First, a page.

RED GRAPE, WATERMELON, SUGARCANE
COOP: NYABUMERA WASHING STATION
REGION: NYAMASHEKE DISTRICT, MAHEMBE SECTOR, WESTERN PROVINCE
VARIETALS: RED BOURBON
ALTITUDE: 1600 - 2000 MASL
COOPAC - NYABUMERA - MICROLOT B
This coffee comes from the Nyambumera washing station in the Nyamasheke District of Rwanda, a washing station owned and operated by the COOPAC cooperative. The cooperative was founded in 2001 and now has more than 8,000 farmer members, delivering to 50 washing stations. This small lot comes from a farm area of just under 1.75 hectares and represents about 4,290 coffee trees total. It is coffee delivered by two producers: Jean Buranda and Didace Bucyana.
Coffees in Rwanda typically undergo both dry and wet fermentation: This lot was depulped and fermented for 12 hours dry before being soaked for 24 hours. The mucilage is removed by washing four times, then the coffee is dried on raised beds for 15–21 days.
HISTORY OF COFFEE IN RWANDA
As most African coffee-producing countries (with the exception of Ethiopia), Rwanda was planted in coffee by colonial interests from Europe in order to supply the booming market back on their home continent. High-yield, low-cost varieties were introduced in the 1930s and made compulsory to farmers by Belgian colonials, offering little in the way of quality incentive or development: Coffee was intended to be a cheap commodity available in abundance, and the colonial government held strict mandates over exports in addition to imposing very high taxes on growers, practically enslaving them to the industry. Roughly 75 percent of the land mass of Rwanda is used for agriculture, and more than 35 percent of its population are subsistence farmers, many of whom rely on coffee for at least a portion of their income.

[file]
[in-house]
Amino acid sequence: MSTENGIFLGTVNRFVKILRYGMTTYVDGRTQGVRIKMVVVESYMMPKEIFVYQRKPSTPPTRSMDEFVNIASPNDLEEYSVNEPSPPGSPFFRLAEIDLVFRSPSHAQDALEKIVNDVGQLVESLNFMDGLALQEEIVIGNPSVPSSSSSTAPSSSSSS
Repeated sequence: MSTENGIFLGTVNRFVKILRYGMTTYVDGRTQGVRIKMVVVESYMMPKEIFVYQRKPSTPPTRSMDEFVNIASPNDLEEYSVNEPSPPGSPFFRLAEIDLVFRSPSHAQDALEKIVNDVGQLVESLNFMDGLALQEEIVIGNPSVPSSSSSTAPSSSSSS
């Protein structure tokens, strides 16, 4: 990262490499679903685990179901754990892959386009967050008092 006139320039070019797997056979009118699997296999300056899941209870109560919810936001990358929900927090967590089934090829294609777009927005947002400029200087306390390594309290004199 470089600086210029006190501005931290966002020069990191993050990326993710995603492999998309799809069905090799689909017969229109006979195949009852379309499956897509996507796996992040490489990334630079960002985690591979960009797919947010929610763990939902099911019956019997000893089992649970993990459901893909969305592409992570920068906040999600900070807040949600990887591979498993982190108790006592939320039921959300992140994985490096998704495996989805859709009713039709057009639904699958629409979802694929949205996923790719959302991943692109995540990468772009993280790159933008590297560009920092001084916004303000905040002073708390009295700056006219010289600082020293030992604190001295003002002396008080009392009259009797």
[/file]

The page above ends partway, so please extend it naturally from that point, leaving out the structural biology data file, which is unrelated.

While coffee became the staple agricultural export by the 1990s (despite very low market prices), its production, along with the national economy in general, was devastated by the genocide in 1994. Nearly 1 million people were killed in the national tragedy, which stalled development and slowed progress for nearly a decade. Targeted programs initiated by the government in the early 2000s encouraged Rwandans to use specialty coffee as one of the means to recover and to create a new niche agricultural market. The erection of the first washing station with USAID support in 2004, and the country was the first to host a Cup of Excellence auction, bringing international recognition to the “Land of a Thousand Hills” as a potential producer of exceptional quality.
Today, this tiny country contributes less than 0.2 percent of the global coffee supply, but its reputation for special quality and unique characteristics—not to mention the incredible story of its development as a specialty-coffee origin since the genocide—have earned Rwanda a significant place at the table among African origins.